A developing interest of mine is that of complex adaptive systems. Like language, ant colonies and the immune system, the economy is such an evolutionary system. As Plektix explains in a very interesting article:
Successful businesses grow in size and their practices are imitated by others; unsuccessful businesses vanish. This process has led to many good business practices, even in the financial sector.
However, evolution does not always yield the best outcomes, in biology or in economics. Our recent crisis illustrates two key limitations of evolutionary systems, limitations which allow bad ideas to evolve over good ones.
The first problem has to do with time lags. Suppose Financial Company A comes up with an idea that will yield huge sums of money for five years and then drive the company to bankruptcy. They implement the idea, obfuscating the downside, and soon the company is rolling in cash. Investors line up to give them money, magazines laud them, and other companies begin imitating them.
Not so Company B. Company B believes in long-term thinking, and can see this idea for the sham it is. They persue a quiet, sound strategy, even when their investors begin pulling money out to invest in A.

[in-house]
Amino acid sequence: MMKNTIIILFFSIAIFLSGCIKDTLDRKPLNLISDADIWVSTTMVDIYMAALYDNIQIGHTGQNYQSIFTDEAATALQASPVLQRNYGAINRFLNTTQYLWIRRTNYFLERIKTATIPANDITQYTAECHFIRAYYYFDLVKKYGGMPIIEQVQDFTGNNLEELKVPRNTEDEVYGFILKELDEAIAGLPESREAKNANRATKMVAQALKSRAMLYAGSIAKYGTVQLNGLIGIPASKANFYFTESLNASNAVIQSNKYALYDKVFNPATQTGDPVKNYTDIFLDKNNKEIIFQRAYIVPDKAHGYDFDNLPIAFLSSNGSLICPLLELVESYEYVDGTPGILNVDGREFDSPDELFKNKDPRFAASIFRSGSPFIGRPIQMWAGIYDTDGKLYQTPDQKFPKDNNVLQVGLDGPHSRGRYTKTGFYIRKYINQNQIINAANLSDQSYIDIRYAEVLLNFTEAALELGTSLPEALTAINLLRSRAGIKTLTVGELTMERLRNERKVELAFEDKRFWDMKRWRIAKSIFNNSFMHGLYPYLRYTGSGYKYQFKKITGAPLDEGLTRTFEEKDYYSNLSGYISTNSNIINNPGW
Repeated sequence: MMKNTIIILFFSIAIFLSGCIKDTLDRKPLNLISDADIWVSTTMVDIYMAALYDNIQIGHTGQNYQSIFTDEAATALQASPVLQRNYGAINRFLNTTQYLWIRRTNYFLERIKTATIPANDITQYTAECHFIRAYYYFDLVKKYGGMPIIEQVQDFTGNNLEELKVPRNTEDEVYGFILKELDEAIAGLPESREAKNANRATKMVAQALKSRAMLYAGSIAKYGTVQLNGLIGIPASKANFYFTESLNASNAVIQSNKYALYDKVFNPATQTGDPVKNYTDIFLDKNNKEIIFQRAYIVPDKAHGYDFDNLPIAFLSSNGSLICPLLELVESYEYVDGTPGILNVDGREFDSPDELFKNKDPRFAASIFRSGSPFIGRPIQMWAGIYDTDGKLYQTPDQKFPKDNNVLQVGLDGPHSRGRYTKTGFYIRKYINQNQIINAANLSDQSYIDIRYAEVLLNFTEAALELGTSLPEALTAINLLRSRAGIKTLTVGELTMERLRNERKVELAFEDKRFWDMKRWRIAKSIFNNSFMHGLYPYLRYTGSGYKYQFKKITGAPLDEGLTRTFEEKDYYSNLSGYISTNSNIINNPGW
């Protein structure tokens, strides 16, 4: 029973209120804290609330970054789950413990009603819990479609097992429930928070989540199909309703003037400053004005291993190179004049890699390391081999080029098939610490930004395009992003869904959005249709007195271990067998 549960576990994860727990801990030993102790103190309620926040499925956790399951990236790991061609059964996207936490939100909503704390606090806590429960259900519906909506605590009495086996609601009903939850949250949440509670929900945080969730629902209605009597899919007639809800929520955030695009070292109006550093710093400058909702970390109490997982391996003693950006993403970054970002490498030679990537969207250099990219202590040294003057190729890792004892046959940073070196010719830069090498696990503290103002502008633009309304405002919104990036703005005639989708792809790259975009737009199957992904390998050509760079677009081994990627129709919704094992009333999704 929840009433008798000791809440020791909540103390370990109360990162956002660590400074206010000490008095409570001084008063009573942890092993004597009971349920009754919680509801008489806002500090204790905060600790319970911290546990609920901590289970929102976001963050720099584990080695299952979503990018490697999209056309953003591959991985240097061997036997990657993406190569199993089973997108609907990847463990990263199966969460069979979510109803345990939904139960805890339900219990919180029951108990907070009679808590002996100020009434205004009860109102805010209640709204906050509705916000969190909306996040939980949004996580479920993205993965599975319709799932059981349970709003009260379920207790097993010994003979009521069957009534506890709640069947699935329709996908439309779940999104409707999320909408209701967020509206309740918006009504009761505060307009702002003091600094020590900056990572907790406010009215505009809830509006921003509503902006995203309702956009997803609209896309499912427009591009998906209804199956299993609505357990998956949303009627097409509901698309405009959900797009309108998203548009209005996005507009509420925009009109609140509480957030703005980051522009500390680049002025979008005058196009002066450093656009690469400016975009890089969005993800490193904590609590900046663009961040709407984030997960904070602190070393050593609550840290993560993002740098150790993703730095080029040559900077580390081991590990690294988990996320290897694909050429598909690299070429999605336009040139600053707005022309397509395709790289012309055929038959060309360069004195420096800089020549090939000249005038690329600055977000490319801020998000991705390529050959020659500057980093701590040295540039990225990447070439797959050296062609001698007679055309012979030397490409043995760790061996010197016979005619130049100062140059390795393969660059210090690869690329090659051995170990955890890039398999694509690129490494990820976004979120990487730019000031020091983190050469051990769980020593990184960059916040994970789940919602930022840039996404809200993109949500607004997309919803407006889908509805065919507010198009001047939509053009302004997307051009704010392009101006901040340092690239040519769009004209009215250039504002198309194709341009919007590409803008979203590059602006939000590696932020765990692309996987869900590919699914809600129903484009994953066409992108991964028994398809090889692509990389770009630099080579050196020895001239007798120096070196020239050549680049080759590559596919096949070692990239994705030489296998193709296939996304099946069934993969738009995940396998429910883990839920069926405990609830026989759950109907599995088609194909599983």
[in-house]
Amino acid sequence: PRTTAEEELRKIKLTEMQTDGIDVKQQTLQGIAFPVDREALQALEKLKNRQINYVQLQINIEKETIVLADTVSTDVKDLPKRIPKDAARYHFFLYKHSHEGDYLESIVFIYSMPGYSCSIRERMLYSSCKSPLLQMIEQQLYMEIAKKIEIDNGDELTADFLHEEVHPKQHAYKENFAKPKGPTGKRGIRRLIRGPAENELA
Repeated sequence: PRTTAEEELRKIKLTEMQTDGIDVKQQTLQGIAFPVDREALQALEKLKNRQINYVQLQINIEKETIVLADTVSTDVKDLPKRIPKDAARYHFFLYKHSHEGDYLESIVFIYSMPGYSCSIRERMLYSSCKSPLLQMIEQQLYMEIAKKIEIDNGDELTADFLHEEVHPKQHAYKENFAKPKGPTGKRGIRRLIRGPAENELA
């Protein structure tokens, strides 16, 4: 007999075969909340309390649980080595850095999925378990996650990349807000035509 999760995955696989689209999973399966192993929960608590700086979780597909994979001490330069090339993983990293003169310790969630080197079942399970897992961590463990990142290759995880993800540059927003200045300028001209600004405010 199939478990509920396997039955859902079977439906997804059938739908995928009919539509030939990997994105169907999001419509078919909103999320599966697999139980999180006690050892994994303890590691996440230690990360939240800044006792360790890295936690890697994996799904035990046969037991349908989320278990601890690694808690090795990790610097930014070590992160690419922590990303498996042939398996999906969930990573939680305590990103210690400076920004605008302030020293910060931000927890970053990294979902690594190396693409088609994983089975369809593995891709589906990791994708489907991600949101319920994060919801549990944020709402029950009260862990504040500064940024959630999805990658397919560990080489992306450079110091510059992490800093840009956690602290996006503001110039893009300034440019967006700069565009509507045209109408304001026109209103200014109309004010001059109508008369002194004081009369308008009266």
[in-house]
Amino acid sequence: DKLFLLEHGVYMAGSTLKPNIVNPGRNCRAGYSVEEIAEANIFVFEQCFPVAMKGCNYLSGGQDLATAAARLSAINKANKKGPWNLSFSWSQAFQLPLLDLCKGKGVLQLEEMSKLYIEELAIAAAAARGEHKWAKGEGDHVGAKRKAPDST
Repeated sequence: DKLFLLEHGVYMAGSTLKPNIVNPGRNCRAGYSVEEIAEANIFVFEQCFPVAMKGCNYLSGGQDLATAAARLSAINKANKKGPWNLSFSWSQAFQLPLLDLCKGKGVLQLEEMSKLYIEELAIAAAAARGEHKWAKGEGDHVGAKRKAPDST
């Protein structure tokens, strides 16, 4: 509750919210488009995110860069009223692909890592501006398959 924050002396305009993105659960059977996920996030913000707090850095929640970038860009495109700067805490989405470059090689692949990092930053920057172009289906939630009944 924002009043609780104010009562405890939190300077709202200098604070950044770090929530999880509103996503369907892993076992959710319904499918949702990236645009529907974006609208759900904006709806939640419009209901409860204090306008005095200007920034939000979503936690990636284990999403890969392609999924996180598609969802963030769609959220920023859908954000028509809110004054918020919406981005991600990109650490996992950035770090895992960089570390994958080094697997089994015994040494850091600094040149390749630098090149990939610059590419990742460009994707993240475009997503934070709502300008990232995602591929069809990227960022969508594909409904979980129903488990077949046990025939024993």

We would like to think that in the end, Company B will be left standing and reap them benefits of their foresight. But there is a fundamental problem of time-scales here: by the time A folds, B may already be out of business, due to lack of interest from investors. In theoretical terms, there is a fundamental problem when the evolutionary process proceeds faster than the unfolding of negative consequences. In these situations, good ideas never have a chance to be rewarded, evolutionarily speaking.
One might argue that investors, not to mention government regulators and ratings agencies, should have forseen the flaw in A’s plan. But this highlights a second limitation of the evolutionary process: it favors complexity. Simple bad ideas can be detected by intelligent agents, but complex ones have a chance to really stick. If Company A’s idea was so complicated that no one aside from a few physicists could figure it out, investors and regulators could easily be fooled.
This certainly ties in with a previous post of mine about Nassim Nicholas Taleb, and how we should be minimising short-term, high risk investments in order to better protect us when an economic bust does occur. Our understanding of the economic system is limited at best — and is damaged by this mirage hoisted on us by overzealous individuals, who believe random events are non-random. Still, asking for rationality to prevail in the economic-based decisions is as distant as it is in religious circles. God help us.